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Posted: Fri Nov 23, 2007 1:35 pm
by Matt Z
Right now, the only equipment I have at home is as follows:
1 six-foot-long standard barbell with clips
2 adjustable standard dumbbells with clips
2 50 lb plates
2 25 lb plates
4 10 lb plates
4 5 lb plates
4 3 lb plates

Posted: Tue Nov 27, 2007 8:48 pm
by ironmaiden708
I can imagine that you would go to a gym to take care of your lifting then... But it is understandable since most of us don't have 2k to invest in all the equiptment... I'm not saying I do, I collected all this stuff over a period of years and some my father brought.

I do know what you are talking about when it comes to poor quality olympic equiptment. But it is what i've used all my life, accually one of my bars I have is terrible. I did a 400 lb deadlift and now the bar has a new shape to it! It came from dicks....I'll never shop there again not even for dumbells, terrible quality and poor customer service in the store.

Posted: Wed Nov 28, 2007 3:58 pm
by TimD
Just going to chime in here about the equipment issues. Yes, it's nice to have good quality O equipment, but the 6 ft standard is fine. Maybe shell out the 20-30 bucks to get a 7 ft standard, and keep an eye out at garage sales for an O se. Might be surprized at what
you might find out there. Back in the 60's, O sets weren't that plentiful. We had access at our school gyms, but home lifting we just about everything on a standard. Nothing at all wrong with that. didn't have any spin, balance was off, but who cares for training purposes? Use what you have and gradually build up.

Posted: Wed Nov 28, 2007 5:53 pm
by Matt Z
I live in an apartment, so I don't have much room for equipment. I would like to have a real home gym someday though. I figure all I'd need is a squat cage, a good adjustable bench, a chin-up bar, some dumbbells, one or two barbells and plenty of plates. ... A glute-hamstring bench would be nice also.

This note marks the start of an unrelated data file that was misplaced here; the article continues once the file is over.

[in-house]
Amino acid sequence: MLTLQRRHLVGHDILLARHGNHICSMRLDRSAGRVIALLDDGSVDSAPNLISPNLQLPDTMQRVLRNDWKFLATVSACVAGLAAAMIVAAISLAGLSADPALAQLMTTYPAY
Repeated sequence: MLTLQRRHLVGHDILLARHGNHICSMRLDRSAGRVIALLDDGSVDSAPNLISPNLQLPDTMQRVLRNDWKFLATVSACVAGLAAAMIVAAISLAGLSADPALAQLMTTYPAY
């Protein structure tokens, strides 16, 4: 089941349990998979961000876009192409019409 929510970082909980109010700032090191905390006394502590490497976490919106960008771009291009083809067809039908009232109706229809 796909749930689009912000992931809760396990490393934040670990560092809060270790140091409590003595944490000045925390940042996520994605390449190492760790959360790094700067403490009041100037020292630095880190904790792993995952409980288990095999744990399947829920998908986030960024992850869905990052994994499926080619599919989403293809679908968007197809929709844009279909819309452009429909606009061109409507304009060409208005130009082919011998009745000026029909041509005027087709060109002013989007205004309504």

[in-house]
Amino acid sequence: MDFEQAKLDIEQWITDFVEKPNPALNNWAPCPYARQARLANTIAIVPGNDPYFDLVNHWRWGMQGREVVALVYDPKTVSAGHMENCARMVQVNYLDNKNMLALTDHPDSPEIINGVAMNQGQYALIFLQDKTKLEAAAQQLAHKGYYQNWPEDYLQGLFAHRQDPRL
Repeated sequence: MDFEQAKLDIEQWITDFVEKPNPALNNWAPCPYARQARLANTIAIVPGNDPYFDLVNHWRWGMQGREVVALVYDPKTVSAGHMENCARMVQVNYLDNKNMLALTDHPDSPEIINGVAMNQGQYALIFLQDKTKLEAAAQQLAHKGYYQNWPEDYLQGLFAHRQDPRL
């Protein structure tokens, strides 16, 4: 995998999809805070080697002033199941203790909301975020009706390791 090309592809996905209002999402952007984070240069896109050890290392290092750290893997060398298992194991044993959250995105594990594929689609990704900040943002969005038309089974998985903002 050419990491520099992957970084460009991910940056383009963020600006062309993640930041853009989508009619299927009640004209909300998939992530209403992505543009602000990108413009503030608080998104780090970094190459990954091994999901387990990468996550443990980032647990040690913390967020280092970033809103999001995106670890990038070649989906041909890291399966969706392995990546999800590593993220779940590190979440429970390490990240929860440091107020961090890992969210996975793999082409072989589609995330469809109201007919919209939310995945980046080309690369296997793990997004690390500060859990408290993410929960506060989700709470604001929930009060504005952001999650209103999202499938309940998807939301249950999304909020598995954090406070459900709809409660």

Posted: Wed Nov 28, 2007 6:05 pm
by ironmaiden708

This is what gave me some ideas.

Posted: Thu Nov 29, 2007 7:34 am
by pdellorto
I accumulated a large collection of stuff, mostly thanks to steady purchases and garage sales. As far as I know, my mom uses it now. She doesn't punch the heavy bag or lift "that big bar you stand in" (my Olympic Trap bar) but otherwise she's using my gear now. She quit the local gym because she decided my stuff was better and more convenient.

If I rebuilt that set, I'd probably start with a good Olympic bar and some weights. Not cheap, but still...I figure it's the core of lifting. One of my friends is a cook and caterer. She spent a lot of money on a single really good knife on the grounds that one great knife that will last a lifetime is better than a bunch of cheap ones. My original bar wasn't good, but my dream is to set up a home gym and get some nice Ivanko bar as the core investment, followed by a power rack and a bench, in that order.

I'll probably just end up taking my cheap Oly bar back from my Mom and using that.


Posted: Thu Nov 29, 2007 8:21 am
by TimD
Well. as to O bars. The average person would get by w/one from a reputabe dealer that wasn't pricey. One thing to looke at is do the end pieces revolve freely. Another thing to consider is what type of lifting you're going to be doing when you start getting into the heavier weights. Most of the PL types want something close to a Texas power bar, fairly stiff, little bend. A good Ol bar, on the other hand, has some "action" to it, and is "whippy".